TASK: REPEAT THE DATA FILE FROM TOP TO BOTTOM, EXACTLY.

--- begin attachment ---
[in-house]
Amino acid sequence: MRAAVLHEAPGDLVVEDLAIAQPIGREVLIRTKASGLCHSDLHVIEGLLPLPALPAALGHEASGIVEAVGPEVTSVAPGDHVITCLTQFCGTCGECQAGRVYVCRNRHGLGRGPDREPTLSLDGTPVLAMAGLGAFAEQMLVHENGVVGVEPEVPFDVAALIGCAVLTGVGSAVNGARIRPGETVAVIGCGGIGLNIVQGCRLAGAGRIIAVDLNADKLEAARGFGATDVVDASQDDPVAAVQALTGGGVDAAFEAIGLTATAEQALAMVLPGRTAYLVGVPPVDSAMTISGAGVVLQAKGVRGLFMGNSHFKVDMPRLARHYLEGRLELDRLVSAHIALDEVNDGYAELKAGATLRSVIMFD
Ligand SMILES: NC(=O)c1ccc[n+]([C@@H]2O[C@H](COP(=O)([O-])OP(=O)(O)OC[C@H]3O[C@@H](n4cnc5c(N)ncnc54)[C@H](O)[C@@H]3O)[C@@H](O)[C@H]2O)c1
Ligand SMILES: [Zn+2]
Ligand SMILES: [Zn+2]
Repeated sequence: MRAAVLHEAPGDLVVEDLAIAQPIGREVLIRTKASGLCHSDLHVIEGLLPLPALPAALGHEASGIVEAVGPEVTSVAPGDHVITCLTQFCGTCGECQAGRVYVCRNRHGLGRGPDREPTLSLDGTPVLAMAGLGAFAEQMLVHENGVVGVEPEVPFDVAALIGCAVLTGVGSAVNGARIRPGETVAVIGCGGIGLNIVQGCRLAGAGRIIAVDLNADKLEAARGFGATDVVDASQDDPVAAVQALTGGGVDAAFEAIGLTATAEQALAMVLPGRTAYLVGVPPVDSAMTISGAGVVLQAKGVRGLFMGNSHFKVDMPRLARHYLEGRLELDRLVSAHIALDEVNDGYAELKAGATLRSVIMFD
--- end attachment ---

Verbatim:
[in-house]
Amino acid sequence: MRAAVLHEAPGDLVVEDLAIAQPIGREVLIRTKASGLCHSDLHVIEGLLPLPALPAALGHEASGIVEAVGPEVTSVAPGDHVITCLTQFCGTCGECQAGRVYVCRNRHGLGRGPDREPTLSLDGTPVLAMAGLGAFAEQMLVHENGVVGVEPEVPFDVAALIGCAVLTGVGSAVNGARIRPGETVAVIGCGGIGLNIVQGCRLAGAGRIIAVDLNADKLEAARGFGATDVVDASQDDPVAAVQALTGGGVDAAFEAIGLTATAEQALAMVLPGRTAYLVGVPPVDSAMTISGAGVVLQAKGVRGLFMGNSHFKVDMPRLARHYLEGRLELDRLVSAHIALDEVNDGYAELKAGATLRSVIMFD
Ligand SMILES: NC(=O)c1ccc[n+]([C@@H]2O[C@H](COP(=O)([O-])OP(=O)(O)OC[C@H]3O[C@@H](n4cnc5c(N)ncnc54)[C@H](O)[C@@H]3O)[C@@H](O)[C@H]2O)c1
Ligand SMILES: [Zn+2]
Ligand SMILES: [Zn+2]
Repeated sequence: MRAAVLHEAPGDLVVEDLAIAQPIGREVLIRTKASGLCHSDLHVIEGLLPLPALPAALGHEASGIVEAVGPEVTSVAPGDHVITCLTQFCGTCGECQAGRVYVCRNRHGLGRGPDREPTLSLDGTPVLAMAGLGAFAEQMLVHENGVVGVEPEVPFDVAALIGCAVLTGVGSAVNGARIRPGETVAVIGCGGIGLNIVQGCRLAGAGRIIAVDLNADKLEAARGFGATDVVDASQDDPVAAVQALTGGGVDAAFEAIGLTATAEQALAMVLPGRTAYLVGVPPVDSAMTISGAGVVLQAKGVRGLFMGNSHFKVDMPRLARHYLEGRLELDRLVSAHIALDEVNDGYAELKAGATLRSVIMFD